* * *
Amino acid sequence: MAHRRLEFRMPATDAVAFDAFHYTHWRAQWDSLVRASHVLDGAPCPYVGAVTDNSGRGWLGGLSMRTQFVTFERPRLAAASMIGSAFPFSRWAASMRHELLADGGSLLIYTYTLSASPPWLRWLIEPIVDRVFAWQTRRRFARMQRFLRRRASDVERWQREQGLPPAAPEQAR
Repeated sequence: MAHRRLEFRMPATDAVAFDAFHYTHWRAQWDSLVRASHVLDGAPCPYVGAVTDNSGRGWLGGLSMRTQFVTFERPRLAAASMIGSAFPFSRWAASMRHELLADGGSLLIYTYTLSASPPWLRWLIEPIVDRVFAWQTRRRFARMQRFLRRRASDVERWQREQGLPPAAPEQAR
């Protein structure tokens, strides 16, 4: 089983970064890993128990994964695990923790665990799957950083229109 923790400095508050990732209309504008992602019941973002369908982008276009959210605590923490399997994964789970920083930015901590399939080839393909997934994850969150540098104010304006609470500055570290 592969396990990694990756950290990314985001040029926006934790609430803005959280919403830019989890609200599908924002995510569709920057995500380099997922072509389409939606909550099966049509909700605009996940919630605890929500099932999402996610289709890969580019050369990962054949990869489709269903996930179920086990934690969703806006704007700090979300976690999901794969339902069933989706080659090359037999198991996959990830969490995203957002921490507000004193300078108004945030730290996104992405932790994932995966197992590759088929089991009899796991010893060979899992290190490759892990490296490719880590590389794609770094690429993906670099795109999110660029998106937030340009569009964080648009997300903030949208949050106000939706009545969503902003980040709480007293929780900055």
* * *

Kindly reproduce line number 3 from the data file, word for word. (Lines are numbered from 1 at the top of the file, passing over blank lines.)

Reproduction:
């Protein structure tokens, strides 16, 4: 089983970064890993128990994964695990923790665990799957950083229109 923790400095508050990732209309504008992602019941973002369908982008276009959210605590923490399997994964789970920083930015901590399939080839393909997934994850969150540098104010304006609470500055570290 592969396990990694990756950290990314985001040029926006934790609430803005959280919403830019989890609200599908924002995510569709920057995500380099997922072509389409939606909550099966049509909700605009996940919630605890929500099932999402996610289709890969580019050369990962054949990869489709269903996930179920086990934690969703806006704007700090979300976690999901794969339902069933989706080659090359037999198991996959990830969490995203957002921490507000004193300078108004945030730290996104992405932790994932995966197992590759088929089991009899796991010893060979899992290190490759892990490296490719880590590389794609770094690429993906670099795109999110660029998106937030340009569009964080648009997300903030949208949050106000939706009545969503902003980040709480007293929780900055």